SAMBALI, JOSEPH,JAMES (2015) Exploring health risks and Resilience in a Rural Population in the Context of Environment-Related Diseases, Ngara, Tanzania. Doctoral thesis, Durham University.
Public health ‘expert’ knowledge and technical ‘solutions’ to environment-related diseases are often embedded in biomedical perspectives that emphasise objectivity and rationality. However, such perspectives tend to sidestep the ways in which knowledge and solutions are shaped by social and cultural contexts. Public health interventions have therefore been evaluated in terms of the ‘failure’ of their intended recipients to ‘comply’ with them and in relation to public ‘misperceptions’ of risks to their health. This research was developed in an attempt to understandhow social and cultural beliefs and perceptions mediate health and the way that they contribute to, escalate or reduce risks to health. The study explores these attributes in the context of two issues: firstly, environment-related health risks pertaining to malaria and diarrheal diseases, and secondly residents’ perceptions and views of public health interventions and programmes. The research was carried out in two villages in rural northern Tanzania to explore the complexities of villagers’ behaviours in their everyday lives in order to help understand common public health concerns such as: why do some public health programmes succeed and others fail? Why do some individuals who know how to protect themselves against a particular disease choose not do so? And why are control and prevention of preventable infectious diseases problematic? The study employed an ethnographic approach based on a socio-cultural perspective. Focus groups and interviews were the main tools for data collection, and analysis was done inductively through development of key themes. Research findings show that social and cultural values, especially in relation to social capital, frame health-related risks in such a way as to shape the vulnerability and resilience of citizens to environment related illnesses. The thesis demonstrates a number of ways in which adherence to socio-cultural norms and practices takes precedence over potential concerns about risks to individual health.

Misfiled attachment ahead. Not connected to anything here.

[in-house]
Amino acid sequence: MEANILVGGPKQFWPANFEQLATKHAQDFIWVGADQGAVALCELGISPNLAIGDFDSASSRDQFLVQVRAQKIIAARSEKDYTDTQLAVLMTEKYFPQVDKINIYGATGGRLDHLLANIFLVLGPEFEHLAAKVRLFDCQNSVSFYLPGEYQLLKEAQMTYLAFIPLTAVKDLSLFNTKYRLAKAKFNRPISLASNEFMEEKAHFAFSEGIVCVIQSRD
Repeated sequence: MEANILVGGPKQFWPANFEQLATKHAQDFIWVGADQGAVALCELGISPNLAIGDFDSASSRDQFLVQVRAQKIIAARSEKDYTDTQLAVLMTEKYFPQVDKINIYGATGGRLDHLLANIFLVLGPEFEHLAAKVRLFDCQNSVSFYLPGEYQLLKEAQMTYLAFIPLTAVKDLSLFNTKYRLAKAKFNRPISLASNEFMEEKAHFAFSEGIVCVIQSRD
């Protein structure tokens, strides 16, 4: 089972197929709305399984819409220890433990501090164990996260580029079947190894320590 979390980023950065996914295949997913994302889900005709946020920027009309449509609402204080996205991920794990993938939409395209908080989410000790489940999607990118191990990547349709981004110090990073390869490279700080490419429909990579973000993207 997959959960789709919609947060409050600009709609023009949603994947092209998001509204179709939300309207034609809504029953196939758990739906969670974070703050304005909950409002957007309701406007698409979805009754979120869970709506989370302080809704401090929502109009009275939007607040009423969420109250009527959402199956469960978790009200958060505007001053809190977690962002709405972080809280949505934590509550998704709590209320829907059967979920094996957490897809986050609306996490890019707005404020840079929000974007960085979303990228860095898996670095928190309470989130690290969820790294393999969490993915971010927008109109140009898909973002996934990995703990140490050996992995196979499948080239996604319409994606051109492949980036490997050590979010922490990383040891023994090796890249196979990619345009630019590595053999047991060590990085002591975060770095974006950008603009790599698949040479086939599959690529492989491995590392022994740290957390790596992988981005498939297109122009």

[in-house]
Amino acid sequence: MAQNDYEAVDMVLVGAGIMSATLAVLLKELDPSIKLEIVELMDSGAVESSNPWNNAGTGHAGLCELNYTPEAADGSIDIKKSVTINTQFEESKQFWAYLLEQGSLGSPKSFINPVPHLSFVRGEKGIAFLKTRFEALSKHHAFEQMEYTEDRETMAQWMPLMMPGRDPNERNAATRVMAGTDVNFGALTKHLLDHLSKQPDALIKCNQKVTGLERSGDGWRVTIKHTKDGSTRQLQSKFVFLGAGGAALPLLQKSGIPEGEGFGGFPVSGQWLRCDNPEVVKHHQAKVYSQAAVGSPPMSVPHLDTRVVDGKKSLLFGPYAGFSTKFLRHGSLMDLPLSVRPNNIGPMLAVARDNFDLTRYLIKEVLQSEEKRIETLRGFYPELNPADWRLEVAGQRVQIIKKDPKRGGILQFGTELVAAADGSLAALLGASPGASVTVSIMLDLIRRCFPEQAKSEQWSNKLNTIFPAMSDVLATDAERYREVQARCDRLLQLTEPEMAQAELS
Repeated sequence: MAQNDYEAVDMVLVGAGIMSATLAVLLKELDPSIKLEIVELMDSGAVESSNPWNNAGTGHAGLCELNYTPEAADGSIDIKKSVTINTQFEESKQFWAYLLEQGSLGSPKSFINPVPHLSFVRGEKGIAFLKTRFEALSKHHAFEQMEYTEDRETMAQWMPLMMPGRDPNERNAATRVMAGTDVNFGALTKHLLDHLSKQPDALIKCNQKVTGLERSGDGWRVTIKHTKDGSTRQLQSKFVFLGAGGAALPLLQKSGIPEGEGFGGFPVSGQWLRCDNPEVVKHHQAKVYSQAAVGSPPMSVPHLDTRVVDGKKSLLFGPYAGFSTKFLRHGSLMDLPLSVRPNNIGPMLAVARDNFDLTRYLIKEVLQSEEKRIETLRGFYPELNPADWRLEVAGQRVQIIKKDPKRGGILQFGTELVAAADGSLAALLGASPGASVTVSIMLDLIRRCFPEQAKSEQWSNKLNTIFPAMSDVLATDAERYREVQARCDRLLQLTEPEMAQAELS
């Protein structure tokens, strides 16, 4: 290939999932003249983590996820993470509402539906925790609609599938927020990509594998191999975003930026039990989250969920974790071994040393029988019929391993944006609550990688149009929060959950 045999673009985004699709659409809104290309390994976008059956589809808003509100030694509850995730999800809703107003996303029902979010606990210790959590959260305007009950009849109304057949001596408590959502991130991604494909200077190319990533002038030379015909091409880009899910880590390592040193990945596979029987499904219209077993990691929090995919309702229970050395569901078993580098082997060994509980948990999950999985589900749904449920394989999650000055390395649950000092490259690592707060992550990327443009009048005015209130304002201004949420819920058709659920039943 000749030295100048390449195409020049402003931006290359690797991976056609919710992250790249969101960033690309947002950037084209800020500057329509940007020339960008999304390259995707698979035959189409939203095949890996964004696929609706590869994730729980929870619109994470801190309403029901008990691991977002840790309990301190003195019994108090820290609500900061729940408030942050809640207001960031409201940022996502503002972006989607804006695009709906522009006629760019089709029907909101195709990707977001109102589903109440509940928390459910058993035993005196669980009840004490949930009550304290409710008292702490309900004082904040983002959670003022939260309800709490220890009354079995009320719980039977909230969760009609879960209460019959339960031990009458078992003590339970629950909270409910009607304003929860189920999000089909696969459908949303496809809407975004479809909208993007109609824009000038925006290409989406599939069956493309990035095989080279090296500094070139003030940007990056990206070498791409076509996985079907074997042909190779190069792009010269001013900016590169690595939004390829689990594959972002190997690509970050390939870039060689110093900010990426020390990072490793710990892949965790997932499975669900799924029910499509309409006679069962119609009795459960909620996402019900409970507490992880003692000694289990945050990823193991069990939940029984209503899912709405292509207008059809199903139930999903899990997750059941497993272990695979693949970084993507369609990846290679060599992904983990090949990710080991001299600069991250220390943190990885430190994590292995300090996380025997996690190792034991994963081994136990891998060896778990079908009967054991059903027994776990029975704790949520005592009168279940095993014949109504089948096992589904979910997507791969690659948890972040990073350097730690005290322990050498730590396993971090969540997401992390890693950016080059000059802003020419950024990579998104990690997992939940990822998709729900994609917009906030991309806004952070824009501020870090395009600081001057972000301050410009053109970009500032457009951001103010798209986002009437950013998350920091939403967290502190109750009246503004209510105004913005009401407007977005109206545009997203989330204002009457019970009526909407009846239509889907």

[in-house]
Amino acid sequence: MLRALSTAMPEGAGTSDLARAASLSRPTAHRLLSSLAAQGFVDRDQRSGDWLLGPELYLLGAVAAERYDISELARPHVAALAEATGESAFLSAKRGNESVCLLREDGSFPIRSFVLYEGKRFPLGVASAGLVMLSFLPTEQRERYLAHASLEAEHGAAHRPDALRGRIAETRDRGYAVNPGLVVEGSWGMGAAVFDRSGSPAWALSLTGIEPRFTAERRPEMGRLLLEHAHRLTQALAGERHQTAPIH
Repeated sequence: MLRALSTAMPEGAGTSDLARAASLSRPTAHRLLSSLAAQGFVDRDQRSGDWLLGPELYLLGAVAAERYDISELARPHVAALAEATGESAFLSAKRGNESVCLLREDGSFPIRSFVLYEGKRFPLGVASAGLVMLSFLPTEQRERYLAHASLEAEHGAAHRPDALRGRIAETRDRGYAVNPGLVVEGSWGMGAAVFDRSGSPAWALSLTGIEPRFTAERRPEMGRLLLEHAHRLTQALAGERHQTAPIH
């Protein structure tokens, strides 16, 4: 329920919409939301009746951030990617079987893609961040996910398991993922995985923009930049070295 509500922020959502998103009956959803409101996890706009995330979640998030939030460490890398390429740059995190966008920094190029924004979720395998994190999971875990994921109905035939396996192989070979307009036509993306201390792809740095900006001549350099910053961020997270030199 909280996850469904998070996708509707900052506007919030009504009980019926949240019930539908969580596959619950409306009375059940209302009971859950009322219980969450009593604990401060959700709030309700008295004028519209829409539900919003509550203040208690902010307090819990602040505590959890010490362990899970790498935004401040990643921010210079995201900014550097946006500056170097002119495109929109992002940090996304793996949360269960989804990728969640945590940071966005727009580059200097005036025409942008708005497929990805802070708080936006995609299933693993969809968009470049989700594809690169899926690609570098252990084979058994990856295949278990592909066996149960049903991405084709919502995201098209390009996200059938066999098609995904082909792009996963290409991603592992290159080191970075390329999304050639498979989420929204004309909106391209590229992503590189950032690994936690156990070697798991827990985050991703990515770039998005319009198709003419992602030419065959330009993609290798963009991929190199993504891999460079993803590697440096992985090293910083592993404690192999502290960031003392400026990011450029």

|Item Type:||Thesis (Doctoral)|
|Award:||Doctor of Philosophy|
|Keywords:||Vulnerability; Resilience; Environmental health; Malaria; Social capital; Risk communication; Risk perception; constructivism|
|Faculty and Department:||Faculty of Social Sciences and Health > Applied Social Sciences, School of|
|Copyright:||Copyright of this thesis is held by the author|
|Deposited On:||04 Jun 2015 14:56|